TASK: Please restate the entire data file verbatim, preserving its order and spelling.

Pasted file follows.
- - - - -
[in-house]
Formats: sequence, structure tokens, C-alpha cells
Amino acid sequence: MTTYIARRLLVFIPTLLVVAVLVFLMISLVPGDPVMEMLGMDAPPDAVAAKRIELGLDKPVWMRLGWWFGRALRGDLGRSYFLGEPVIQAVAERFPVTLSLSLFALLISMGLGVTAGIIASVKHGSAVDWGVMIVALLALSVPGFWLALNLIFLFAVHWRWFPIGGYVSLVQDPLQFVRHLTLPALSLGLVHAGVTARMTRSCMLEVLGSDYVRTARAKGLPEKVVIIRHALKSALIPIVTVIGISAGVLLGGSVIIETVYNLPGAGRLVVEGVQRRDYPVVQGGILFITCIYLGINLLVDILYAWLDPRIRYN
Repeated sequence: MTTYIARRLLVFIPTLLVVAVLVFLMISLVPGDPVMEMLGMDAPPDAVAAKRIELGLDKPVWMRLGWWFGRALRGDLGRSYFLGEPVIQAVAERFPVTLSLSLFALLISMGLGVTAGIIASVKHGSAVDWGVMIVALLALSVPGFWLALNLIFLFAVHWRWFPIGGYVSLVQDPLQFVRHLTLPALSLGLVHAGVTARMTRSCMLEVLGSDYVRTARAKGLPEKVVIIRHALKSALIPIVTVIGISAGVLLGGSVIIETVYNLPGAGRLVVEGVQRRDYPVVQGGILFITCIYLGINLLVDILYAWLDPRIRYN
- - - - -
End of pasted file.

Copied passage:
[in-house]
Formats: sequence, structure tokens, C-alpha cells
Amino acid sequence: MTTYIARRLLVFIPTLLVVAVLVFLMISLVPGDPVMEMLGMDAPPDAVAAKRIELGLDKPVWMRLGWWFGRALRGDLGRSYFLGEPVIQAVAERFPVTLSLSLFALLISMGLGVTAGIIASVKHGSAVDWGVMIVALLALSVPGFWLALNLIFLFAVHWRWFPIGGYVSLVQDPLQFVRHLTLPALSLGLVHAGVTARMTRSCMLEVLGSDYVRTARAKGLPEKVVIIRHALKSALIPIVTVIGISAGVLLGGSVIIETVYNLPGAGRLVVEGVQRRDYPVVQGGILFITCIYLGINLLVDILYAWLDPRIRYN
Repeated sequence: MTTYIARRLLVFIPTLLVVAVLVFLMISLVPGDPVMEMLGMDAPPDAVAAKRIELGLDKPVWMRLGWWFGRALRGDLGRSYFLGEPVIQAVAERFPVTLSLSLFALLISMGLGVTAGIIASVKHGSAVDWGVMIVALLALSVPGFWLALNLIFLFAVHWRWFPIGGYVSLVQDPLQFVRHLTLPALSLGLVHAGVTARMTRSCMLEVLGSDYVRTARAKGLPEKVVIIRHALKSALIPIVTVIGISAGVLLGGSVIIETVYNLPGAGRLVVEGVQRRDYPVVQGGILFITCIYLGINLLVDILYAWLDPRIRYN